So…just who are those siblings, then, mentioned by name as belonging to Jesus in the Gospel of Mark? “Isn’t this the carpenter, the son of Mary, a brother of James and Joses and Judas and Simon? Aren’t His sisters our neighbors here” (Mk. 6:3)? According to Fr. William Saunders, “the confusion originates in Hebrew and Aramaic, the languages of most of the original Old Testament texts and of Christ. In these languages, no special word existed for cousin, nephew, half-brother, or step-brother; so they used the word brother or a circumlocution” such as “The son of Paul’s sister” (Acts 23:16) which is obviously Paul’s nephew. Fr. Saunders continues: “When the Old Testament was translated into Greek and the New Testament written in Greek, the word adelphos was used to capture all of these meanings. So in each instance, we must examine the context in which the title is used”.
A modern example of this is when Spanish-speaking people (or French) speak of their parents the term used is “mis padres” (“mes parents” in French). When they speak of aunts, uncles, cousins, etc. the term is still “mis padres”/“mes parents”. This is the case in other languages as well.
These aforementioned “siblings” are clarified in the Gospels. James and Joses were the sons of Mary of Clopas (Mk 15:40). Judas was the son of James (not either of the Apostles) (Lk 6:16). James the Lesser was the son of Alphaeus (Lk 6:15). James the Greater and John were the sons of Zebedee, with a mother other than our Blessed Mother Mary (Mt 20:20).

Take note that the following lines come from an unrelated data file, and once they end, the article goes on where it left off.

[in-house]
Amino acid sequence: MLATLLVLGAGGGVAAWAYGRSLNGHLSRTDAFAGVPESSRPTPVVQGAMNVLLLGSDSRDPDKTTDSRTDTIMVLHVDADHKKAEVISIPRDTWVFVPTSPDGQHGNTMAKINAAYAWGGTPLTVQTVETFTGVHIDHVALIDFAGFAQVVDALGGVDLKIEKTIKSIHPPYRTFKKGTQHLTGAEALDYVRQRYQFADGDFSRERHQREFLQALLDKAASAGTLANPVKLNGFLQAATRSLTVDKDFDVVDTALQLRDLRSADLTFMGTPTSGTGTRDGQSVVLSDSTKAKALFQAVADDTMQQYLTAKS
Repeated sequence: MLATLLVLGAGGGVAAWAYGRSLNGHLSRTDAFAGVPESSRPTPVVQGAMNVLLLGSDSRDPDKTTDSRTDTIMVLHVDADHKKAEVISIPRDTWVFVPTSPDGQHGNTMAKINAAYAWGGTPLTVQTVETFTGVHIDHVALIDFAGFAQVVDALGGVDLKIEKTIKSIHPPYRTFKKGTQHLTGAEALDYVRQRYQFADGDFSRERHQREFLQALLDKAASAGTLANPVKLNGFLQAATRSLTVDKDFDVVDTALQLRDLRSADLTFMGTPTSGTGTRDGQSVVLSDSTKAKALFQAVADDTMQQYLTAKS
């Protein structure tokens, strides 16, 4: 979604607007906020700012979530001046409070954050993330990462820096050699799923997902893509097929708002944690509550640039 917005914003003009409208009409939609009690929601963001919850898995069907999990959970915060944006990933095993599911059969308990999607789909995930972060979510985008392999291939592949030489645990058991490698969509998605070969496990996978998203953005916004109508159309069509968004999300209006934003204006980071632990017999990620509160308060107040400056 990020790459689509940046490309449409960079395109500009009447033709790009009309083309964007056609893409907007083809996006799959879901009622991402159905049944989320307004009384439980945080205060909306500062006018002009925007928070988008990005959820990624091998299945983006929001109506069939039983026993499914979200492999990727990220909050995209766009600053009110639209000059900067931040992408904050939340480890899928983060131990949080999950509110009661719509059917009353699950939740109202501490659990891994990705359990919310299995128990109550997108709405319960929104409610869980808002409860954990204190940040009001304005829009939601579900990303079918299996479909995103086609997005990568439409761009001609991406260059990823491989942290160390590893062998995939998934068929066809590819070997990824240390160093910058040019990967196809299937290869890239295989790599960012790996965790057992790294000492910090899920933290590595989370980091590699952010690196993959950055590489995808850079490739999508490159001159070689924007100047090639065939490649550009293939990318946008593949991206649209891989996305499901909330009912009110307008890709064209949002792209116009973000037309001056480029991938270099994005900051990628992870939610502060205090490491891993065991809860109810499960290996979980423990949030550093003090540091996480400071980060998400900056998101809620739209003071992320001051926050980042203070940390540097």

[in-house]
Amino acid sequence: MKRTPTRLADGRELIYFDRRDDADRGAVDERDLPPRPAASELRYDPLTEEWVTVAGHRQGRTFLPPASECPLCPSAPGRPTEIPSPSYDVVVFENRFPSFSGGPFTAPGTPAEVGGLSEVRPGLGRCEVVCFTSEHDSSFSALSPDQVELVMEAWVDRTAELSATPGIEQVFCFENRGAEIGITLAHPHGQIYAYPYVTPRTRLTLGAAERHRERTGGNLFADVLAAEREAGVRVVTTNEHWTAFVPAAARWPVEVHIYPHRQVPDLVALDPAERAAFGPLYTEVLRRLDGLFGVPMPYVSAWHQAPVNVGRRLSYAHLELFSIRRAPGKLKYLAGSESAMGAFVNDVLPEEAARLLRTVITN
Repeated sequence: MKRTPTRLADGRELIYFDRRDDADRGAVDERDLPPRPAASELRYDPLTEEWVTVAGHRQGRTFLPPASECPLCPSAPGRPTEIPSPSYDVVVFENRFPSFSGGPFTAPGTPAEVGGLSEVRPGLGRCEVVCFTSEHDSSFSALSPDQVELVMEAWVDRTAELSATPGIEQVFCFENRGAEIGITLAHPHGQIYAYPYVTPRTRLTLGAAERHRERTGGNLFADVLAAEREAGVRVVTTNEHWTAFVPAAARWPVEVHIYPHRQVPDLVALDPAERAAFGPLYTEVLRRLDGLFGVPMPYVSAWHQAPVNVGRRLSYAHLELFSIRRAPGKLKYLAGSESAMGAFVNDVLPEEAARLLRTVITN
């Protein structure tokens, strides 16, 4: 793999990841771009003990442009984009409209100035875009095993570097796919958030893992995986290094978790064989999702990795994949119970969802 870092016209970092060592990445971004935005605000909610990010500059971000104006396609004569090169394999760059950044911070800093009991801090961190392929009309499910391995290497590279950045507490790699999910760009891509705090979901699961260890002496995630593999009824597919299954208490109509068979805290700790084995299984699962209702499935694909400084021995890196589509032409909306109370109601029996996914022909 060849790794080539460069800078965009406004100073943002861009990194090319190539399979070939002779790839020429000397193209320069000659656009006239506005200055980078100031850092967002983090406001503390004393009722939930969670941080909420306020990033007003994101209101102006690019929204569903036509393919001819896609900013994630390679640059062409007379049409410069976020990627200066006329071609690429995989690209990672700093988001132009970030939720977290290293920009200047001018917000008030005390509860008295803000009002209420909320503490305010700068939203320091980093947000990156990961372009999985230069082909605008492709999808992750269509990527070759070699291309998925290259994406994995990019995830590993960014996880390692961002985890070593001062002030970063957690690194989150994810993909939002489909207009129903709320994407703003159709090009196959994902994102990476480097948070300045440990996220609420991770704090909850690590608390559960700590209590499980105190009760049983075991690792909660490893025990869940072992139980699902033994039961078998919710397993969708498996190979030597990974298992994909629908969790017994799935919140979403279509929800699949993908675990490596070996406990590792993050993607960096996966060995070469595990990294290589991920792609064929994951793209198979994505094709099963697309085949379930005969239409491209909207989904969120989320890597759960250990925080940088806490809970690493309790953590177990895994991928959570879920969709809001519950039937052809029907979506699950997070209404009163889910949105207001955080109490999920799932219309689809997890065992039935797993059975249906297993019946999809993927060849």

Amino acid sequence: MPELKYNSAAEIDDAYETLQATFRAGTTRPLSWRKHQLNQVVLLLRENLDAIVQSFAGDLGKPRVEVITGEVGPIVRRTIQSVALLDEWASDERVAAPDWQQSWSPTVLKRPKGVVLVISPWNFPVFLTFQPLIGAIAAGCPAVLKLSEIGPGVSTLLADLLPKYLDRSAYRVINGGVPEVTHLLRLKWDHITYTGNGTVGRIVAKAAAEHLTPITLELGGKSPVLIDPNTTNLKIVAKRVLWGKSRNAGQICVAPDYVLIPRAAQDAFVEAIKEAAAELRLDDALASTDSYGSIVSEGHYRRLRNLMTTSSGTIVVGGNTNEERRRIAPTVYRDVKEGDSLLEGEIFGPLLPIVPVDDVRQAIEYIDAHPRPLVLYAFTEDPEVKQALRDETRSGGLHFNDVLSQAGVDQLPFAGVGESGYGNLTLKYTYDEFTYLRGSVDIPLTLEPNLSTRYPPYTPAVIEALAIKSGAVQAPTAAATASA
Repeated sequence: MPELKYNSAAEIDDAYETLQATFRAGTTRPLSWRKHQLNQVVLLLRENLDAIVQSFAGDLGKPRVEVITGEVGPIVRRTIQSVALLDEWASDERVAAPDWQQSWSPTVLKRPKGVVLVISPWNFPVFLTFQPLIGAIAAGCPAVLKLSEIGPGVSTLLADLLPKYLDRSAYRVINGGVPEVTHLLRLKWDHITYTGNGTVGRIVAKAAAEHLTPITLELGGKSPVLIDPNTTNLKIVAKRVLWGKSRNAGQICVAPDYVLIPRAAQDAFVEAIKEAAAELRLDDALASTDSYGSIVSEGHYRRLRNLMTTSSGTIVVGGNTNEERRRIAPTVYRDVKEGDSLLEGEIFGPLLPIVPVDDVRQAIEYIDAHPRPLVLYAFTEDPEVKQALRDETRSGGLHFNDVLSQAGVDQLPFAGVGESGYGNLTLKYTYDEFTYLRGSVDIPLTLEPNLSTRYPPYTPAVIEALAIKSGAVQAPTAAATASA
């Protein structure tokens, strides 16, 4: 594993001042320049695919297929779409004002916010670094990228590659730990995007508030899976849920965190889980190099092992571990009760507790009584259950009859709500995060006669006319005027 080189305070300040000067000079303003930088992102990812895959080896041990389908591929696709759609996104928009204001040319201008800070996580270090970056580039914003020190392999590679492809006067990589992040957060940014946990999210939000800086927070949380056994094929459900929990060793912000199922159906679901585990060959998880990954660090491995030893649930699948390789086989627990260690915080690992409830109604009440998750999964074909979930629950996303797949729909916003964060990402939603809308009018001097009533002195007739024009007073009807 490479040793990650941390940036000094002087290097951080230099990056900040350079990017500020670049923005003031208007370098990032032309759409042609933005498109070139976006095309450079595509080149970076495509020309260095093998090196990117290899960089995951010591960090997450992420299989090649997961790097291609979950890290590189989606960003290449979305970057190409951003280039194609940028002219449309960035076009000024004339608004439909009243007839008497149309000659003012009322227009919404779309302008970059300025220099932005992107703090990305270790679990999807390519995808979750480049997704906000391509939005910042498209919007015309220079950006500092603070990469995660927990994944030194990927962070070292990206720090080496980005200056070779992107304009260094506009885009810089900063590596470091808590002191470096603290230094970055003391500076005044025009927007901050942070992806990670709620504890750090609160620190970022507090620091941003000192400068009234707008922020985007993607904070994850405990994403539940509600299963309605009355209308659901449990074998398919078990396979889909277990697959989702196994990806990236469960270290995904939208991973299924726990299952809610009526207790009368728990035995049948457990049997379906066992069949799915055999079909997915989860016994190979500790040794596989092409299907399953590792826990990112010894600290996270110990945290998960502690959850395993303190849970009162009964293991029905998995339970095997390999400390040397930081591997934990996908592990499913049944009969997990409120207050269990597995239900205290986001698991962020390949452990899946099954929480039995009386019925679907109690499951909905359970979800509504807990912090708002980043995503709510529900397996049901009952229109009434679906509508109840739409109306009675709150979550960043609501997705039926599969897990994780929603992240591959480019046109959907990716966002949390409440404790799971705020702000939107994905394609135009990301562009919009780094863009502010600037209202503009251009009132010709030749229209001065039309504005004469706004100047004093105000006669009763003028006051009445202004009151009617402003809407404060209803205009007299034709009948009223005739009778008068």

But why these four? According to the writings of Eusebius — a church Father and an historian — they were cousins to Jesus. Eusebius writes in his Church History when describing the process of choosing someone to replace James (the head of the Church in Jerusalem) who had been martyred, “They all with one consent pronounced Symeon, the son of Clopas, of whom the Gospel also makes mention; to be worthy of the episcopal throne of that parish. He was a cousin, as they say, of the Saviour. For Hegesippus records that Clopas was a brother of Joseph”. So…Jesus had an Uncle Clopas!
Again…“there were also others, descended from one of the so-called brothers of the Saviour, whose name was Judas…”.
And still again…”And after James the Just had suffered martyrdom, as the Lord had also on the same account, Symeon, the son of the Lord’s uncle, Clopas, was appointed the next bishop. All proposed him as second bishop because he was a cousin of the Lord”.
The Founders of the Protestant Reformation
Even the three fathers of the Reformation — Martin Luther, Hulrych Zwingli and John Calvin all maintained belief in the perpetual virginity of Mary.
From Martin Luther: “Christ…was the only Son of Mary, and the Virgin Mary bore no children besides Him…’brothers’ really means ‘cousins’ here, for Holy Writ and the Jews always call cousins brothers.” (Sermons on John, chapters 1-4, 1537-39)
From Zwingli — “To deny that Mary remained ‘inviolata‘ before, during and after the birth of her Son, was to doubt the omnipotence of God…and it was right and profitable to repeat the angelic greeting — ‘Hail Mary’…God esteemed Mary above all creatures, including the saints and angels — it was her purity, innocence and invincible faith that mankind must follow.
‘Fidei expositio,‘ the last pamphlet from his pen…There is a special insistence upon the perpetual virginity of Mary.”
From John Calvin — “He says that she [Mary of Cleophas] was the sister of the mother of Jesus, and, in saying so, he adopts the phraseology of the Hebrew language, which includes cousins, and other relatives, under the term ‘brothers.’”
While many of the Early Church Fathers also wrote/preached about the perpetual virginity of Mary, the last word of this topic is given to the great St. Augustine:
“It was not the visible sun, but its invisible Creator who consecrated this day for us, when the Virgin Mother, fertile of womb and integral in her virginity, brought him forth, made visible for us, by whom, when he was invisible, she too was created. A Virgin conceiving, a Virgin bearing, a Virgin pregnant, a Virgin bringing forth, a Virgin perpetual. Why do you wonder at this, O man?”
(Sermons 186:1 [A.D. 411])